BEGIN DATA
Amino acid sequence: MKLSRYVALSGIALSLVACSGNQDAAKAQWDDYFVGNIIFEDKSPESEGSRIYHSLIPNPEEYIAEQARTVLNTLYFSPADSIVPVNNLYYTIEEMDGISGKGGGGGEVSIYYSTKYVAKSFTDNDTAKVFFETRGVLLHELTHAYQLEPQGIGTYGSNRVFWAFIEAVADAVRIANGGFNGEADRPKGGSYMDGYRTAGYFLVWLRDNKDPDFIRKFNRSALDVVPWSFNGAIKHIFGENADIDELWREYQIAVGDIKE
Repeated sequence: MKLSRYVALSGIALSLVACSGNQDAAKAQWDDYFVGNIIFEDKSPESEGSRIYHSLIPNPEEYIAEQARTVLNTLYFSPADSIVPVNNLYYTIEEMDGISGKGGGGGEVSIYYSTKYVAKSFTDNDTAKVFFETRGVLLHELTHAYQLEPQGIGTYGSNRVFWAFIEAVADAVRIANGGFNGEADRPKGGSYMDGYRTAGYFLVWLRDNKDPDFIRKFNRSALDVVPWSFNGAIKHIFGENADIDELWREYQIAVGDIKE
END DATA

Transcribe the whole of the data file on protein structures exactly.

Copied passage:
Amino acid sequence: MKLSRYVALSGIALSLVACSGNQDAAKAQWDDYFVGNIIFEDKSPESEGSRIYHSLIPNPEEYIAEQARTVLNTLYFSPADSIVPVNNLYYTIEEMDGISGKGGGGGEVSIYYSTKYVAKSFTDNDTAKVFFETRGVLLHELTHAYQLEPQGIGTYGSNRVFWAFIEAVADAVRIANGGFNGEADRPKGGSYMDGYRTAGYFLVWLRDNKDPDFIRKFNRSALDVVPWSFNGAIKHIFGENADIDELWREYQIAVGDIKE
Repeated sequence: MKLSRYVALSGIALSLVACSGNQDAAKAQWDDYFVGNIIFEDKSPESEGSRIYHSLIPNPEEYIAEQARTVLNTLYFSPADSIVPVNNLYYTIEEMDGISGKGGGGGEVSIYYSTKYVAKSFTDNDTAKVFFETRGVLLHELTHAYQLEPQGIGTYGSNRVFWAFIEAVADAVRIANGGFNGEADRPKGGSYMDGYRTAGYFLVWLRDNKDPDFIRKFNRSALDVVPWSFNGAIKHIFGENADIDELWREYQIAVGDIKE